One client has asked me to make their contracts, policies and procedures more robust to protect them against potential tribunal claims. This is off the back of them recently enduring a protracted, expensive case in terms of their time in preparation and legal costs. The claimant fortunately withdrew a few days prior to the hearing, but the resulting cost to my client was in the region of £12,000, although, as it turned out, they had done nothing wrong and their defence was very strong.
Changes in legislation in respect of grievance and disciplinary procedures would appear to have contributed to a sharp drop in the number of tribunal cases occurring in 2005. Interestingly a report by the EEF (the manufacturers’ organisation and one of the UK’s leading providers of employment law services) has revealed a significant increase in the number of claims withdrawn by the claimant before the hearing date, more than double the number from 2004.
The EEF believe the fall in the number of cases may be due to a combination of reasons:
- More effective use of dispute resolution and employment tribunal procedures.
- A greater awareness on the part of employers of the need to follow proper procedures through awareness campaigns and expert advice and guidance.
Of the cases that head to tribunal, 47% were withdrawn in 2005 compared to 23% in 2004. Claims settled prior to a hearing were a staggering 90% compared to 77% in 2004. Only 2% of claims were upheld by a tribunal, the majority of settlements and tribunal awards remaining relatively low.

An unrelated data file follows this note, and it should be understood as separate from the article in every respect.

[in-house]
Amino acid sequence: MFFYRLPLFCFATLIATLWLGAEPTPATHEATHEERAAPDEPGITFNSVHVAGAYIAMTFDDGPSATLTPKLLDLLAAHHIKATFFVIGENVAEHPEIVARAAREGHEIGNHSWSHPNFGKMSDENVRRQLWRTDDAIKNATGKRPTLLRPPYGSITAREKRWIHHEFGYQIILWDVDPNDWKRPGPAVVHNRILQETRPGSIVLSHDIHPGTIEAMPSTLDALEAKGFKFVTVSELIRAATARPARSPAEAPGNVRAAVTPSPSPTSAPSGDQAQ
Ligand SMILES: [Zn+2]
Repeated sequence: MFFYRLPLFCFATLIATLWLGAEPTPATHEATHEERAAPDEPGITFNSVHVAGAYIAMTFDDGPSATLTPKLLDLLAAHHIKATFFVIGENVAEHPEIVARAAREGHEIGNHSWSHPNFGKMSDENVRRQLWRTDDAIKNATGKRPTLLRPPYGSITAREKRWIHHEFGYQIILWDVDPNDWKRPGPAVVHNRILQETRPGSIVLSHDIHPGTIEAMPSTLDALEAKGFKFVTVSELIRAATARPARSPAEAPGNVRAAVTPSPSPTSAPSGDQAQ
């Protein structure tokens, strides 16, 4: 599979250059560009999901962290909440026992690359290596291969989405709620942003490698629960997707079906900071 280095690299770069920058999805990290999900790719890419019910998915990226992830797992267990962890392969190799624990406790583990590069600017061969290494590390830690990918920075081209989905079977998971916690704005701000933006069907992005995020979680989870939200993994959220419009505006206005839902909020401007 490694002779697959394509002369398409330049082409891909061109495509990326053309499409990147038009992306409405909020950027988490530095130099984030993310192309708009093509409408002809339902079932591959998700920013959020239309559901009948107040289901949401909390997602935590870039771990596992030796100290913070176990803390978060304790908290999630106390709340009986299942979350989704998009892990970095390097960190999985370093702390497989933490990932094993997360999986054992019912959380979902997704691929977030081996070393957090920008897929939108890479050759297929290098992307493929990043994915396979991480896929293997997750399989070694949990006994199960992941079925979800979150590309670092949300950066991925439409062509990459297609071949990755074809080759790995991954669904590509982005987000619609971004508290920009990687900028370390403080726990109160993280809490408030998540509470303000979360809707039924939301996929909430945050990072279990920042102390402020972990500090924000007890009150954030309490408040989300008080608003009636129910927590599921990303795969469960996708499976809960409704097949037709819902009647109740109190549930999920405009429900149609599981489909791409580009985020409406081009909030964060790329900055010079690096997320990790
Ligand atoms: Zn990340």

I believe the more that companies become aware of these types of statistics it will only help to encourage them to be more responsible in terms of their policies and procedures. Hopefully it may then discourage the ‘claim culture’ amongst dissatisfied employees. We may even see a reduction in the number of lawyers offering ‘no win, no fee’ deals to claimants as, at last, the tide is turning and the tribunals only want to concentrate on essentially worthy claims where employers have truly flaunted employment law.
Unfortunately my client learnt the hard way, but after a serious overhaul of their policies and procedures, I will be able to help them to reduce the risk and potential cost in the future.
To be qualified or not – that is the question?
“Over 50% of senior and Board level HR professionals believe that it was operational experience and business exposure rather than academic or profession qualifications that helped them progress their careers. What’s more, 80% would not consider studying for further qualification”.
I’d be interested to receive your comments regarding this statement I recently came across. These were the findings from a survey conducted by Strategic Search and Selection.
It was clear that the majority of HR professionals have academic qualifications, though they only really use them when setting out on their career ladder early on in their development. Commercial skills and experience are cited as major contributors when evolving into the higher HR grades of managers and directors.
As a result of this information it is believed that organisations should offer greater exposure to their HR teams/professionals to different parts of the business. Exposure to as many areas of a business as possible gives a fuller understanding, it then increases the ability to align the relevant HR initiatives to meet the commercial objectives. The ability to do this can make a real difference to an organisation’s commercial success and ultimately increase the HR professional’s credibility.